"A Woman Behaving Strangely" ~ Anxieties, Delusions And A My
Brian E. Erland | Brea, CA - USA | 10/07/2007
(3 out of 5 stars)
"The '04 documentary style film `Agatha Christie - A Life in Pictures' provides a marginally interesting biography/psychological study of the famous English mystery novelist Agatha Christie. The film bounces back and forth through time to tell its story, featuring Oliva Williams and Anna Massey in the role of Agatha at different stages of life. The primary focus of the plot deals with Agatha's infamous eleven missing days of that baffled England and the apparent and convenient amnesia following her return.
In an attempt to add to the documentary feel of the feature the film switches to black and white during the recreated sequences involving the investigation and search for the missing literary icon as well as some of the scenes of her life discussed with a psychologist during treatment after her return to her family.
There are some intriquing aspects worthy for investigation into the author's life such as the reoccurring apparition of what she referred to as "the Gunman", but overall her life unfolds as a rather dull and gloomy existence. This isn't a bad film by any means, it's just something geared to a very select audience. Agatha Christie fans will no doubt love it.
My Rating: -3 ½ Stars."
Strictly for fans
z hayes | TX | 03/11/2010
(3 out of 5 stars)
"This biopic of famous mystery writer Agatha Christie (written and directed by Richard Curson Smith) reflects credible research, though the production has its flaws. The focus is on Christie's eleven day disappearance, which was conveniently explained away by a bout of amnesia. Olivia Williams plays Christie in her 30's, though this is one of the flaws of the film. Williams' portrayal of Christie falls flat and is less than credible. The older Christie is played by Anna Massey, and Massey at least delivers a compelling performance. The production as a whole is quite dry and at 90 minutes, seemed a tad too long to me. What is unique here is the use of three distinct colors during the film - color (for present-day scenes), B&W, and a sort of sepia/faded tone (for the psychotherapy and reflection scenes). Is this worth a watch? Yes, if only because it does provide some insights into Christie's state of mind, for e.g. the flashback episodes reflect a conflicted, confused and emotionally disturbed personality. Fans of Christie might appreciate this but others may find the subject matter dry and uninteresting. I'd also recommend some books on the subject:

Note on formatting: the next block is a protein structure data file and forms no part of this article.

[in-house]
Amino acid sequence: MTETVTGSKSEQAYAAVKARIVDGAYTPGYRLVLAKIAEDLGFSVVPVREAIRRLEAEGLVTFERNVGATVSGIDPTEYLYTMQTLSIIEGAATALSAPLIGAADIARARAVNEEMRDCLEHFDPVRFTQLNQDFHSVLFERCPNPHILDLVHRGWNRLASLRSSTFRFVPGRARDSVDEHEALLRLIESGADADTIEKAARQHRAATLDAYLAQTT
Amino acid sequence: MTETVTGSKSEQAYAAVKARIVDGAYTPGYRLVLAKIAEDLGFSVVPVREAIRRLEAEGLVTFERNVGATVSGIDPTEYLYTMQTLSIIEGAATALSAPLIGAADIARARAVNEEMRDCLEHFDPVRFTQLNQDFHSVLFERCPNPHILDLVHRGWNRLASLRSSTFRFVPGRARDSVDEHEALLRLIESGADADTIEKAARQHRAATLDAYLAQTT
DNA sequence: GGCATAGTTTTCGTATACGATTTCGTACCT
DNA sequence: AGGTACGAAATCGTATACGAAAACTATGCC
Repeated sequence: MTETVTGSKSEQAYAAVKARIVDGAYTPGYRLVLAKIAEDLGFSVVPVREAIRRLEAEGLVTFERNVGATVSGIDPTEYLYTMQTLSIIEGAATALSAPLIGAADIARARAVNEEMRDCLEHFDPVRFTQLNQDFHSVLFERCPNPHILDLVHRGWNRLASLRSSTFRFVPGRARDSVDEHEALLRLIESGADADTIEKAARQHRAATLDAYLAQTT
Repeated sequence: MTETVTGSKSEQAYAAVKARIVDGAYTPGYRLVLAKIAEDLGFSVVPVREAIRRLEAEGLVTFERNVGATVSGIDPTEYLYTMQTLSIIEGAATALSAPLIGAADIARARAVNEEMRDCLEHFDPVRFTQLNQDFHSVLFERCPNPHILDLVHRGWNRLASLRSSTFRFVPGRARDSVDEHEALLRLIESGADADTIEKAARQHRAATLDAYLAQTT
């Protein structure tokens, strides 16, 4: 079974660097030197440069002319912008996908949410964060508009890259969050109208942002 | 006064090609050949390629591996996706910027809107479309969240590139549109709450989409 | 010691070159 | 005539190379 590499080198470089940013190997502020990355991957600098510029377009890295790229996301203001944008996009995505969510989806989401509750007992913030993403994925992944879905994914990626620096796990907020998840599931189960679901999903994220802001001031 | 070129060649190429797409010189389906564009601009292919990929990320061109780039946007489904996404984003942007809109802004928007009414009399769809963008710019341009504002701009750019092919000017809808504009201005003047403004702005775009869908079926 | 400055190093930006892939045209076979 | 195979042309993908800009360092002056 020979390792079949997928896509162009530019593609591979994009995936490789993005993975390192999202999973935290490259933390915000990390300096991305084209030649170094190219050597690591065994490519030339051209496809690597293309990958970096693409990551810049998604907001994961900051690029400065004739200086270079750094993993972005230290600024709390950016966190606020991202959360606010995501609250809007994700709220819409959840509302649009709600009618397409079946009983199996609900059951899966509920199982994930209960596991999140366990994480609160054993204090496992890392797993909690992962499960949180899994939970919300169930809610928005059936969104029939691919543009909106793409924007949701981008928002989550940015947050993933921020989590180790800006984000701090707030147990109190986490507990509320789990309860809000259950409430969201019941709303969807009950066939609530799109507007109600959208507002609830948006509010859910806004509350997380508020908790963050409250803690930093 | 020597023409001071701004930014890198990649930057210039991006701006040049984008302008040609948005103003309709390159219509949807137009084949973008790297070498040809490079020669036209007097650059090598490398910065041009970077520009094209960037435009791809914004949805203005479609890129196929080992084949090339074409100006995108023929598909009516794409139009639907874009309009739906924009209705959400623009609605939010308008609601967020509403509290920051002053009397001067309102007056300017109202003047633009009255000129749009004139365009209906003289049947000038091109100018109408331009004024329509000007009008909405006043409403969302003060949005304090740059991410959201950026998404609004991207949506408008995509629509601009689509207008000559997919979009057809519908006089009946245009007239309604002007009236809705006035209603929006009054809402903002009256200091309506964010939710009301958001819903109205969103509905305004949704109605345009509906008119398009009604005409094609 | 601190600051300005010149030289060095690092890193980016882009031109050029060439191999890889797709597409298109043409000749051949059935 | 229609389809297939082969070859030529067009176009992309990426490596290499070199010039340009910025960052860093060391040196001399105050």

Agatha Christie and the Eleven Missing Days
Agatha Christie at Home
Duchess of Death: The Biography of Agatha Christie
The secret life of Christie's
bernie | Arlington, Texas | 01/12/2006
(5 out of 5 stars)
"We get an insight from her childhood played by Bonnie Wright (Ginny Weasley in the Harry Potter Films), her flirtatious days, her first marriage, her 11 day disappearance, and her second marriage. No longer is she the woman of mystery. Or does this just bring up more mystery and speculation?
The mid-age Christ1e is played by Olivia Williams (Anna Crowe in "The Sixth Sense") and the aged Christie was played by Anna Massey (Lady Bailey in "Possession".)
This film is a must for Christie fans and the curios alike. It holds your attention and you find yourself speculating and getting ahead of the story. The only drawback is the sound byte formula where they focus on one person or item no linger than five minutes and then cut to something else. Along with this is the back and forth through time gimmick where you start in the present and go back to her mid-age psychiatrist, then her childhood, then her disappearance, then her old age then, mid-age psychiatrist, and so forth.
Agatha Christie's Romantic Detectives (Tommy & Tuppence 1 & 2 / Why Didn't They Ask Evans? / Seven Dials Mystery / Agatha Christie A Life in Pictures)"